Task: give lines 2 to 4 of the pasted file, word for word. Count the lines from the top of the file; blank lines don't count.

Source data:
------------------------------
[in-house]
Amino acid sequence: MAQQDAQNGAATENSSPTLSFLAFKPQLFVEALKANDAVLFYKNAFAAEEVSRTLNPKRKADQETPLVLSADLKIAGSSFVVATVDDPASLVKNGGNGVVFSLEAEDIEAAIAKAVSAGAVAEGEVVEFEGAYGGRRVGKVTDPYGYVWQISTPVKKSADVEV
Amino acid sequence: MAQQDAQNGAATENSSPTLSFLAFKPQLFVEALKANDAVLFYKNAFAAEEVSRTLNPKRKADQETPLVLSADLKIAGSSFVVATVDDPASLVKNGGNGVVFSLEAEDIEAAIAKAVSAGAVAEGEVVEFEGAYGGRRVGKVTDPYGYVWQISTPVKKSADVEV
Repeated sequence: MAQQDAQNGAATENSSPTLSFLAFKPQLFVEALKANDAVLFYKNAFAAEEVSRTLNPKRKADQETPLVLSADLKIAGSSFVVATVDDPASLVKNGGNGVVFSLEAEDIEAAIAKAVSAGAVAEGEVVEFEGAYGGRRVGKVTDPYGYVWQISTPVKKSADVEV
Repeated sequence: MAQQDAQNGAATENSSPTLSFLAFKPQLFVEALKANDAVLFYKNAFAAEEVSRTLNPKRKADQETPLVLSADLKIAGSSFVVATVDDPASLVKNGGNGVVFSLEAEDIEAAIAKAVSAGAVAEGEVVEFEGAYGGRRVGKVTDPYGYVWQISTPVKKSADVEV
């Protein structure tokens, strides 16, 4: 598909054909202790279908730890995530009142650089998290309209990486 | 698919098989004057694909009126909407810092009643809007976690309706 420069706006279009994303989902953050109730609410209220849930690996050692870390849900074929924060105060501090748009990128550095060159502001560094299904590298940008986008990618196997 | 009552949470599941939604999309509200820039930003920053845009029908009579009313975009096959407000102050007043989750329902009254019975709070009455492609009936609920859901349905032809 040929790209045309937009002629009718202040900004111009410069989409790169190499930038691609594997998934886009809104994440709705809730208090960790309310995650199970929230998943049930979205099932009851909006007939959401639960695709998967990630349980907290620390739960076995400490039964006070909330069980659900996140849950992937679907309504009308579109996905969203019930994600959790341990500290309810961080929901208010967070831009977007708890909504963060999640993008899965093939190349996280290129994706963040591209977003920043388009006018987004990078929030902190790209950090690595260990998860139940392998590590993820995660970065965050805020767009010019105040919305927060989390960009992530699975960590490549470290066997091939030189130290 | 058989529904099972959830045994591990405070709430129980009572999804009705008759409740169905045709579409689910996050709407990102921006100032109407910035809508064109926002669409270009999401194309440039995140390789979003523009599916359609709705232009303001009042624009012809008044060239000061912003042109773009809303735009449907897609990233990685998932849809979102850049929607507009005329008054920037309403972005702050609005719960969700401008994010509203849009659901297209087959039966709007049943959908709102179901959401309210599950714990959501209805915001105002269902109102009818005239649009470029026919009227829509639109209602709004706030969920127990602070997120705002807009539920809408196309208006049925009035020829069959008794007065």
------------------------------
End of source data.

Amino acid sequence: MAQQDAQNGAATENSSPTLSFLAFKPQLFVEALKANDAVLFYKNAFAAEEVSRTLNPKRKADQETPLVLSADLKIAGSSFVVATVDDPASLVKNGGNGVVFSLEAEDIEAAIAKAVSAGAVAEGEVVEFEGAYGGRRVGKVTDPYGYVWQISTPVKKSADVEV
Amino acid sequence: MAQQDAQNGAATENSSPTLSFLAFKPQLFVEALKANDAVLFYKNAFAAEEVSRTLNPKRKADQETPLVLSADLKIAGSSFVVATVDDPASLVKNGGNGVVFSLEAEDIEAAIAKAVSAGAVAEGEVVEFEGAYGGRRVGKVTDPYGYVWQISTPVKKSADVEV
Repeated sequence: MAQQDAQNGAATENSSPTLSFLAFKPQLFVEALKANDAVLFYKNAFAAEEVSRTLNPKRKADQETPLVLSADLKIAGSSFVVATVDDPASLVKNGGNGVVFSLEAEDIEAAIAKAVSAGAVAEGEVVEFEGAYGGRRVGKVTDPYGYVWQISTPVKKSADVEV